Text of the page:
To ensure people could not escape starvation, the fields with crops were guarded, the republic’s borders sealed, and refugees sent to filtration camps. The famine was officially called “food difficulties,” and the victims were accused of starving their children to death to discredit Soviet rule.
Such rhetoric reminds us of the war being called a “special operation” today, with the Bucha massacre described as a “fake” by Russian officials.
In reality, 4 million men, women and children starved to death during the Holodomor. Many tried to exchange their last possessions for bread, resorted to eating food surrogates, scavenged for mushrooms and berries in the woods. Mothers faced a choice of which child to save. Some left their children at the state-run orphanages in hope of giving them a better chance for survival. Like in other extreme famines, there were reports of cannibalism.
Ironically, it was not the grain, never mind meager foodstuffs confiscated from the starving, that paid for GE turbines installed in the power stations and other equipment. It was the gold sold at low prices to the state by the desperate peasants in 1933.
A network of small state-owned shops buying gold from the population was set up for the duration of the famine, even in remote Ukrainian villages. In exchange for their family heirlooms, victims received a little flour so they could bake bread for their children. Every breadcrumb was precious.
Concurrently with the famine, the Kremlin organized show trials of the Ukrainian intelligentsia and political elite. They were accused of Ukrainian nationalism, spying for the hostile West and other things that sound as outlandish as describing today’s government in Ukraine as Nazi.
Recalcitrant Ukraine posed an existential threat to the Soviet project and its leadership. If collectivization failed here, other Soviet regions might have followed suit. If the national movement prevails, other republics could challenge Moscow’s authority too. Indeed, at the height of the Holodomor, in March 1933 the party leaders in Soviet Ukraine wrote to Stalin that “the famine has not yet taught Ukrainian collective farmers a lesson.”
For decades the victims were not allowed to talk about the Holodomor in public or even call it a famine. Otherwise, they faced persecution for anti-Soviet propaganda. Western countries, eager to normalize their relations with the Soviet Union in 1933, overlooked the famine too. Unsurprisingly, few know about the Holodomor outside Ukraine even now.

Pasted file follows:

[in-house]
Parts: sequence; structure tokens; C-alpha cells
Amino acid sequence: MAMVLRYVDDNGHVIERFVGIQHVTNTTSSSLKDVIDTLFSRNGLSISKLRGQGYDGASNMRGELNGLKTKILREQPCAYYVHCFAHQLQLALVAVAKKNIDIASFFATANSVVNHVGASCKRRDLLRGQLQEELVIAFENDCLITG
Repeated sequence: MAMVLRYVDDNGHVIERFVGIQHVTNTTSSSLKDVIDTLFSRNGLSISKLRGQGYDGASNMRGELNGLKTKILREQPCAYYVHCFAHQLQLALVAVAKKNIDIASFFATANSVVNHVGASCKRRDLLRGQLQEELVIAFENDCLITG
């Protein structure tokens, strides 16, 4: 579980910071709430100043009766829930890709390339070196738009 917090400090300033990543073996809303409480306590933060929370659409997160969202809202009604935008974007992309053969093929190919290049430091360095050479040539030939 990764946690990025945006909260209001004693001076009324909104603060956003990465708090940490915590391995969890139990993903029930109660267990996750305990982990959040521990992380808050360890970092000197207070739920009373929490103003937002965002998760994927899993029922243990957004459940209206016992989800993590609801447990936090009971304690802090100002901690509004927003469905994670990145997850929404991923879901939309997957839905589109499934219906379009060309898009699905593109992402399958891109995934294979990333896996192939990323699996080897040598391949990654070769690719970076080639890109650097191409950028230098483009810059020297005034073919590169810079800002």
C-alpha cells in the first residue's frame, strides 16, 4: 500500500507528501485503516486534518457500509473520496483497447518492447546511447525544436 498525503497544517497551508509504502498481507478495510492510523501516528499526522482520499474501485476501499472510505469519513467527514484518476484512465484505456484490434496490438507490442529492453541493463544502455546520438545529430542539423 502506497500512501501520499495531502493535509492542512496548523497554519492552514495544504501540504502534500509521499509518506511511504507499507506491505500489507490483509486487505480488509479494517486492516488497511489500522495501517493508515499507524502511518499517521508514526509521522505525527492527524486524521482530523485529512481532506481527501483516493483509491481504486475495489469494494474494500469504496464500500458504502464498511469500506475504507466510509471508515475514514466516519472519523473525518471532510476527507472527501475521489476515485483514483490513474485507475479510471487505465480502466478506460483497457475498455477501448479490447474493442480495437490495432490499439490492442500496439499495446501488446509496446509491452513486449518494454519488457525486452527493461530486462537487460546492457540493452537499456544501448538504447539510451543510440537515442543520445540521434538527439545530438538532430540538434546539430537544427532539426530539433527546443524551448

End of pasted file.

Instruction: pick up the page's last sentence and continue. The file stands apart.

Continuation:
Since the collapse of the Soviet Union, the Holodomor became central to nation-building in Ukraine. For the last 30 years, the victims have been remembered, the location of mass graves established, testimonies recorded, history of the Holodomor is taught at schools. The overwhelming majority of Ukrainians consider the Holodomor an act of genocide.
Yet no one was held accountable for the death of millions, and Russia has been denying its role in organizing the famine from the beginning. When no one is responsible for the death of 4 million, human life holds little value, and the crime can be easily re-committed.
Over the past three decades, Ukraine has developed an imperfect but functioning democracy, budding civil society, and a distinct national identity. At the same time, the Russian autocratic regime solidified its power by suppressing opposition and civil society and tapping into Russian imperial nostalgia.
In 2014, Russia annexed Crimea and launched the war in Donbas, yet Ukraine persisted. In 2022, the gloves are off, and the Kremlin seeks to establish control over Ukraine through conventional warfare.
But history does not need to repeat itself. Today Ukraine has its state, professional army, civil society and, more importantly, international support. The borders with the West are no longer sealed. Europe welcomed millions of Ukrainian refugees – something Ukrainian peasants could not dream of. The West is helping Ukraine to fight for its existence.
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Whatever euphemisms the Kremlin uses, the truth is impossible to hide; it always comes out, just like it did with the Holodomor. Indeed, the Holodomor can help locate the current war from a historical perspective – and better understand its reasons.
The breadcrumbs on my table always remind me of the famine my grandmother survived – and that its history must never repeat.